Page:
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Shamisen & Calligraphy Experience – Ito Ryokan

Ito Ryokan is a great place to try some traditional Japanese experiences for yourself.

I had the pleasure of visiting this place and trying two distinct experiences: a shamisen class and a Japanese calligraphy class. Let me tell you what it was like.

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Ito Ryokan - A Small Ryokan in the Middle of a Big City

Ito Ryokan is a small traditional Japanese hotel located in the central part of Tokyo. It is not often you find a traditional-style hotel in the center of large cities, but the thing that makes it really stand out from other such places is that it offers several types of unique experiences.

As I said earlier, I had the chance to try two different experiences. The first one was a shamisen class. Shamisen is a Japanese type of guitar with three strings, and the other class was a calligraphy class.

Ito Ryokan In Tokyo Entrance

I made my way through the smaller back streets of Tokyo until I found myself in front of Ito Ryokan. This traditional-looking building really fit the image my imagination had of the place; it felt like something inspired by traditional Japan.

I made my way inside and was greeted by the staff members, who showed me to the room where the experiences would be held. There, I waited for the sensei to arrive.

Ito Ryokan Lobby

Shamisen Experience

The first thing on my list was to try the shamisen experience. As I said before, shamisen is a type of traditional Japanese guitar with three strings. It can be made of different materials, but the traditional way of making it is with wood and dog or cat skin, while the pick used to play with it is made out of ivory.

It’s a bit smaller than a usual guitar, but still, it’s similar so if you have some sort of experience with it, you’re gonna feel at least a little bit comfortable.

Ito Ryokan Shamisen Experience

I, unfortunately, did not have any prior guitar experience, but still, I quickly managed to figure out how to play, thanks to detailed instructions and demonstrations from the sensei. She is an expert shamisen player who has been doing this for many decades.

She taught me how to play a traditional Japanese children’s song called Sakura and how to sing it as well. All in all, it was a very fun experience, and I highly recommend it, especially if you’re a music fan or if you play some instruments. It’s a great opportunity to learn something new.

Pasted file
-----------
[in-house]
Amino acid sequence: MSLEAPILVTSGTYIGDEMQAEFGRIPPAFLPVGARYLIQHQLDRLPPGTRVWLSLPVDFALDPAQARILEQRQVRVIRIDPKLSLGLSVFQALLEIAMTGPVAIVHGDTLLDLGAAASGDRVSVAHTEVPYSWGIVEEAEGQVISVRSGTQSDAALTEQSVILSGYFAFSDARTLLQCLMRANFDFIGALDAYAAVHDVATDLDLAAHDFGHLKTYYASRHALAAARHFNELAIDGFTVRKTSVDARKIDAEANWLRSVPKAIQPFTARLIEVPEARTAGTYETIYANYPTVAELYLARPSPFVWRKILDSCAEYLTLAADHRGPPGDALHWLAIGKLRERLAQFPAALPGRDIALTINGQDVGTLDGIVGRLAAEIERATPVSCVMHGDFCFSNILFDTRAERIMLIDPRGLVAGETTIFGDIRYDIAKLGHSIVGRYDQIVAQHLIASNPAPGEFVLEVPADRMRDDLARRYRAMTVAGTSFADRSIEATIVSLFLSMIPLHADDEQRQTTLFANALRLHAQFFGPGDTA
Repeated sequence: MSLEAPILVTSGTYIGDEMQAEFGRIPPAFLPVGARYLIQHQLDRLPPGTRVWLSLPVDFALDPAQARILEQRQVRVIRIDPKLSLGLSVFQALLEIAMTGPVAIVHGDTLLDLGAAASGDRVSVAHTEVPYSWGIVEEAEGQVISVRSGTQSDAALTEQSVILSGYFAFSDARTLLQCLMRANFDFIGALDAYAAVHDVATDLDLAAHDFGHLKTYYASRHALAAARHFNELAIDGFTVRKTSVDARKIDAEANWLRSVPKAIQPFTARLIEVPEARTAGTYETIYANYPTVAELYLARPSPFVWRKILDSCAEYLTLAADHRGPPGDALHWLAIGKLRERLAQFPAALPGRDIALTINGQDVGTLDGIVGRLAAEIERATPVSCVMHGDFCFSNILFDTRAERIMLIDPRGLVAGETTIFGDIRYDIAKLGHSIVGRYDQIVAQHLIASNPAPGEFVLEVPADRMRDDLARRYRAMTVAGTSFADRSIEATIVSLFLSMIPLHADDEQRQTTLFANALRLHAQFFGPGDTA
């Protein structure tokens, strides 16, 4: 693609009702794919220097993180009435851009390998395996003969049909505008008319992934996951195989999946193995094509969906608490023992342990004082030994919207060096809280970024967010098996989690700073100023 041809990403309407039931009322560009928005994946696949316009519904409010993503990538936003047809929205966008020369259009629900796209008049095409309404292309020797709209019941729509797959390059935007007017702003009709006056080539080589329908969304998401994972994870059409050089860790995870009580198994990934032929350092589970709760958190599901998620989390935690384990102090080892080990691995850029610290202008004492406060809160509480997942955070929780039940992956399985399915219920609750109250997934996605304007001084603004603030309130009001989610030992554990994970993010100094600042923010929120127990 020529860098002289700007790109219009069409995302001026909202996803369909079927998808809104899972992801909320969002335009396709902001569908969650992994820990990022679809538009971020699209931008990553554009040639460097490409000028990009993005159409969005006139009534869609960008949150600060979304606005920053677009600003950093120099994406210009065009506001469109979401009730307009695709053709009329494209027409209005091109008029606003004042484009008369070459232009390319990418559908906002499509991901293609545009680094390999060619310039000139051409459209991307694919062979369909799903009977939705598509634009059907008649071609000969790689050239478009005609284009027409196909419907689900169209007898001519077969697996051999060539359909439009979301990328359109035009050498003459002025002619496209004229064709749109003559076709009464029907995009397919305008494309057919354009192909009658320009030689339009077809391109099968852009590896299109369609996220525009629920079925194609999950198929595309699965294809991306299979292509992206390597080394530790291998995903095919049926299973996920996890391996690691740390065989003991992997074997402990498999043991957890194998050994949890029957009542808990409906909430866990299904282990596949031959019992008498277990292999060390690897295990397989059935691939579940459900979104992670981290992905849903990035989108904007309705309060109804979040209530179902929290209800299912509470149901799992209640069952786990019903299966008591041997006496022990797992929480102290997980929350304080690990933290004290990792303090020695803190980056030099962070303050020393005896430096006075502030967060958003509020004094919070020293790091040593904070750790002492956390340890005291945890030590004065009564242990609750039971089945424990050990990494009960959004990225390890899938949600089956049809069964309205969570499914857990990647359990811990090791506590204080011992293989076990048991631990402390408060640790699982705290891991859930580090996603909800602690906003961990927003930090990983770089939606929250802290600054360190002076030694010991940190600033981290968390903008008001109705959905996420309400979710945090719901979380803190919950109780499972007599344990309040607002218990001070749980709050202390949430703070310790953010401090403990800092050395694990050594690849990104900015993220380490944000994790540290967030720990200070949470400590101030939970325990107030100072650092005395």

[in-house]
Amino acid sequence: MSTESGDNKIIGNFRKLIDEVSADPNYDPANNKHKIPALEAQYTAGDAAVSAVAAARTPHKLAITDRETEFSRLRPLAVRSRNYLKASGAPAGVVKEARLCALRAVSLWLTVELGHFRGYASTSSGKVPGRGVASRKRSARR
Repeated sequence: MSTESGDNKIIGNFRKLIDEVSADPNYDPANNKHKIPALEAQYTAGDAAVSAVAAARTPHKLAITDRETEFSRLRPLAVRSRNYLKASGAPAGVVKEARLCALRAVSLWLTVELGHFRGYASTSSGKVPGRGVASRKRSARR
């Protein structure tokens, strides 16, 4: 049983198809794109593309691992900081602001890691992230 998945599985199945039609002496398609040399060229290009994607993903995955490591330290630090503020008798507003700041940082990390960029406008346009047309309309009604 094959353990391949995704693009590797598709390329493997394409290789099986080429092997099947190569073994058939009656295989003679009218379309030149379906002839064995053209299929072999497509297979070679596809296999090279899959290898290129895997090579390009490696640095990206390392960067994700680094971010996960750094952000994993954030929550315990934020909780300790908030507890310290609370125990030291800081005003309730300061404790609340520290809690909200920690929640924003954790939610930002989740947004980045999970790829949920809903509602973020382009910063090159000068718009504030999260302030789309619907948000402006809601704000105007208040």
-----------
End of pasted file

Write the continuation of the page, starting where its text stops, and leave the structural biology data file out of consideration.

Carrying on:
Ito Ryokan Shamisen Notes

Japanese Calligraphy Experience

The second experience I tried was a Japanese calligraphy class. This time another sensei taught me how to do this. She explained everything about the history of calligraphy and how ink is prepared.

We talked about how to convey emotions through calligraphy, so depending on how you draw the lines, it can have a different meaning. Bold, thick lines usually convey stronger emotions like happiness or anger, while thin lines indicate sadness and so on.

Ito Ryokan Calligraphy Experience Preparations

We practiced several different styles, and after figuring out the basics, I tried my hand at creating some original artwork. She even provided me with a fan on which I could draw my name and use it for myself, thus creating a unique souvenir.

It was really fun doing all the calligraphy and I decided to pursue the hobby on my own when I got back home.

Ito Ryokan Caligraphy Experience

A Fun Place to Visit

All in all, my visit to Ito Ryokan was a really fun activity. Trying these two experiences really made me appreciate this aspect of Japanese culture even more, and I have to say I’m really glad I did it. I got a new hobby in calligraphy, and all the staff members and the sensei were really kind and helpful. They spoke really good English and I had absolutely no problem with anything that they helped me resolve.

I highly recommend this place to anyone who wants to try a unique traditional Japanese experience in Tokyo – you will not regret it. Of course, you can also book a stay in the ryokan as well if you are looking for traditional accommodation in Tokyo. Check out their website to learn more!

Where is Ito Ryokan?

Mate Mikulandra
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